There are many complexities inherent in this scenario at each stage, from how the complaint is initially expressed, to the manner in which it is investigated, to whether the employee who complains should stay or go (or something in the middle like a leave of absence) to various resolution options.  In fact, I feel so strongly that employees and employers often botch one or more facets of this fraught situation  that I proposed it as a subject for a panel at NELA’s annual employment conference this June and I will be speaking on that panel!

I think I will start the ball rolling by saying that my biggest fear is that clients who remain working in a hostile work environment often feel so powerless and outraged by their situation that they are vulnerable to doing everything wrong from making more frequent mistakes to lashing out at supervisors or peers or far worse.   I used to save my admonishments about refraining from such behavior for my less sophisticated clients until it became clear that my C-Suite executive clients were just as likely to partake.   Now, no matter who my clients are, a big part of my counseling session revolves around how they should conduct themselves in the workplace.  If anything, I want them to strive even harder to be consummate professionals, above reproach.   My most common refrain is:  Do not arm your employer with a legitimate justification for terminating you!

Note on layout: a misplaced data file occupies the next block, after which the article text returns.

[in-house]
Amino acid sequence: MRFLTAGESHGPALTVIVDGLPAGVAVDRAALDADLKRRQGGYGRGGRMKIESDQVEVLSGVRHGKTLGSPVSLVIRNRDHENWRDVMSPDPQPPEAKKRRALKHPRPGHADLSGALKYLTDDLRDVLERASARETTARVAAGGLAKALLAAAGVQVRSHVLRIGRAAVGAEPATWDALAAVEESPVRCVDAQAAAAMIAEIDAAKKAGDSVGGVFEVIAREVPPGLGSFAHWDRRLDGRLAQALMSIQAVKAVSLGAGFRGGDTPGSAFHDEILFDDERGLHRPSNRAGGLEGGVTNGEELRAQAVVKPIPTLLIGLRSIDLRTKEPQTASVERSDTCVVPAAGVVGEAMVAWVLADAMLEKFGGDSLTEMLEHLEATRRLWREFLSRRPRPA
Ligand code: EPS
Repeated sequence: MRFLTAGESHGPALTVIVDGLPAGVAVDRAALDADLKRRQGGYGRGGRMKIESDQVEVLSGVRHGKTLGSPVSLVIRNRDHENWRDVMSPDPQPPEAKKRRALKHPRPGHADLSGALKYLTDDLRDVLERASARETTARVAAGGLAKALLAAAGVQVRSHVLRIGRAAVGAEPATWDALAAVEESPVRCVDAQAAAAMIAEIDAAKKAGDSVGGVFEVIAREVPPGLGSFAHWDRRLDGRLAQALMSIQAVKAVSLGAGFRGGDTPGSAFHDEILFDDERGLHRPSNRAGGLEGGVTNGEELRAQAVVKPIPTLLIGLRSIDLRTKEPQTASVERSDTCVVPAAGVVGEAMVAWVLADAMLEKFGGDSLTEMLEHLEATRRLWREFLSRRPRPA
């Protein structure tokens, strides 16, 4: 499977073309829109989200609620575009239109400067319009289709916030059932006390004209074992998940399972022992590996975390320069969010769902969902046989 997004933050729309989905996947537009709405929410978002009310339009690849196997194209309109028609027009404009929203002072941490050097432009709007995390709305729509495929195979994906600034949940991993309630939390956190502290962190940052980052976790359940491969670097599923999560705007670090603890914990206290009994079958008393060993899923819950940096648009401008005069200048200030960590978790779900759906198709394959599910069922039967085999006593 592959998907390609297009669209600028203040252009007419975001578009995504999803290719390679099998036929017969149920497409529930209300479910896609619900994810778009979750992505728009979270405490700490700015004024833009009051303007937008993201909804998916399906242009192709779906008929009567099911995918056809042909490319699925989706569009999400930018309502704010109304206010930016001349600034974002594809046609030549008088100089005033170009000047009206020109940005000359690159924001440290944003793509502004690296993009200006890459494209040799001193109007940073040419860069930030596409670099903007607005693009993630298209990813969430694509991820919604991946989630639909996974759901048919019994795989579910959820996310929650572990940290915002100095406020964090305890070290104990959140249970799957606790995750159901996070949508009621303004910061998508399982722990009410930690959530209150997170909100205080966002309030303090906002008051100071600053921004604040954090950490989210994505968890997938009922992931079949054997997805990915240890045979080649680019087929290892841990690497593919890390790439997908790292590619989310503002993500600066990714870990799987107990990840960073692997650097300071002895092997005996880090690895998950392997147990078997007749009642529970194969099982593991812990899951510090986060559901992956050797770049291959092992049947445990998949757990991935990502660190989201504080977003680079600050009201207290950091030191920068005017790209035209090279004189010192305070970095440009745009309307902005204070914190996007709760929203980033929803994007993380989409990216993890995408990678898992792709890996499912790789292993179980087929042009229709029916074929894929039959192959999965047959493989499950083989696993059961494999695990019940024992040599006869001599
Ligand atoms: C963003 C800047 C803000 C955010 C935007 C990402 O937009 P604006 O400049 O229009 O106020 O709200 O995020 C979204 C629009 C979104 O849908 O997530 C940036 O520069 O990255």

There is so much to territory to explore here, Dan, but, could you highlight for me one or more of your biggest concerns when a client comes to you and says one of its employees has alleged discrimination or harassment in the workplace?

Dan Schwartz: Locking horns, eh? Perhaps you’ve had one too many Unicorn Frappuccinos (R.I.P.)  from Starbucks.  Alas, I do tend to agree with you that this is one area where rainbows and happy endings are rare.

When I hear about current employees who bring suit against their employers, I tend to think an apt comparison may be the spouse that files for divorce but the couple still has to live in the same house.  It’s awkward.  Everyone is walking on eggshells.

The fact is that one big concern I have for employers in this situation is to avoid a retaliation claim.  You say you encourage employees to be “above reproach” and I wish that were always the case, but sometimes employers will get these types of claims and they’re in the midst of either terminating or disciplining an employee — what then? If they do so after the claim, they’re opening themselves up to a retaliation claim. And we know how nasty those can be.  (Documentation is critical.)

But if it’s a harassment complaint that the employer gets, it typically becomes a real fire drill — drop everything and begin an investigation. That investigation may or may not need your client’s help, Nina. So what do you do in that situation where an investigation pops up?

Nina: Ok – you got me.  I couldn’t resist looking up the Unicorn Frappuccino on Google after my husband assured me you weren’t making it up.  This is how Starbucks describes it:  “Magical flavors start off sweet and fruity transforming to pleasantly sour. Swirl it to reveal a color-changing spectacle of purple and pink.”    It sounds like a liquid nightmare.  Hmmm could the Unicorn Frappucinno’s “magical flavors” be a metaphor for the very type of employer-employee relationships of which we are speaking?!
Continue Reading The Dialogue: Workplace Complaints and Happy Endings As Rare As Unicorn Frappuccinos?

From time to time, this blog features unedited interviews with people in the labor and employment arena who may be of interest to Connecticut employers.  Today, I’m very pleased to have Nina Pirrotti address a few questions for the blog.

Nina is an attorney with the lawfirm of Garrison, Levin-Epstein, Chimes, Richardson & Fitzgerald, P.C.